Along with Cabaret Voltaire and Throbbing Gristle, Germany's Einstürzende Neubauten ("collapsing new buildings") helped pioneer industrial music with an avant-garde mix of white-noise guitar drones, vocals verging on the unlistenable at times, and a clanging, rhythmic din produced by a percussion section consisting of construction materials, power tools, and various metal objects. Einstürzende Neubauten were founded by vocalist/guitarist Blixa Bargeld and percussionist/American expatriate N.U. Unruh in Berlin as a performance art collective; their early activities included a seemingly inexplicable half-naked appearance on the Berlin Autobahn, where the duo spent some time beating on the sides of a hole in an overpass. The group's early lineup also included percussionists Beate Bartel and Gudrun Gut, plus contributor and sound engineer Alexander Van Borsig
Einstürzende Neubauten's earliest recordings are mostly unstructured, free-form noise issued on various cassettes and singles, including their first single "Fuer den Untergang," the 1981 EP Schwarz, and the 1982 album Kollaps. Some of these recordings are compiled on the Strategies Against Architecture '80-'83 collection, with live shows on the cassette-only 2x4. Bartel and Gut were replaced by ex-Abwräts member F.M. Einheit (who served as Neubauten's chief machinery operator) in 1983, when guitarist and electronics expert Alexander Hacke and Abwräts bassist Mark Chung also joined. A tour of England opening for the Birthday Party resulted in a contract with Some Bizarre Records, which released the slightly more structured Zeichnungen des Patienten O.T., as well as consternation from club owners and journalists over Neubauten's stage demolitions and frequent ensuing violence.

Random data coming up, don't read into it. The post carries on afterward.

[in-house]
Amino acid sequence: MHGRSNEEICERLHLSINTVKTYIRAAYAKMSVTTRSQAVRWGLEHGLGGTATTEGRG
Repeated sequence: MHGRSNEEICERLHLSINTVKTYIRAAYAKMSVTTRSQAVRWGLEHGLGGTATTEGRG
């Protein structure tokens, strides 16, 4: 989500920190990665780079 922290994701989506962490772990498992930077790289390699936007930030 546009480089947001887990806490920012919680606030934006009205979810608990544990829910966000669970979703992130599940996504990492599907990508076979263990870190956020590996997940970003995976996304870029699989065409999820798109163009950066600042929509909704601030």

Nick Cave left the Birthday Party and formed his backing band the Bad Seeds, Bargeld became the guitarist and toured and recorded with Cave over most of the decade. He remained with Neubauten, however, who released Halber Mensch in 1986, showcasing their wider range of expression. The group disbanded briefly but soon re-formed, releasing albums off and on for Elektra and signing to Trent Reznor's Nothing label for 1998's Ende Neu. While Bargeld remained a Bad Seed, Van Borsig and Hacke contributed to the remainder of the Birthday Party's recordings as Crime & the City Solution. In May 2000, Einstürzende Neubauten released the full-length Silence Is Sexy on Mute Records. Two years later, they announced they were no longer interested in working with a traditional label and that their next recording would be made with the help of supporters. These supporters would pay a fee, receive exclusive material, and help fund the next official album.
Einstürzende Neubauten released their 2004 album, Perpetuum Mobile, on Mute. The releases for supporters that appeared over the next few years helped fund the official album Alles Wieder Offen, which was released on the band's own label in 2007. Elektra reissued both Strategies Against Architecture compilations on CD, and another supporter album, Einstürzende Neubauten, arrived in mid-2007. The Jewels arrived in 2008. It was compiled from a series of single-track digital downloads the band offered via its website one at a time using a game called DAVE, where deliberate and enigmatic instructions were inscribed on cards the members drew and generated ideas from -- without telling one another what their cards were inscribed with. They were then used to construct and complete tracks within a day or two. In 2010, Mute released the compilation Strategies Against Architecture, Vol. 4, and the album Kollaps was remastered and reissued by Potomak. Their 2014 effort, Lament, was based on music composed for a World War I memorial exhibition held in Diksmuide, Belgium.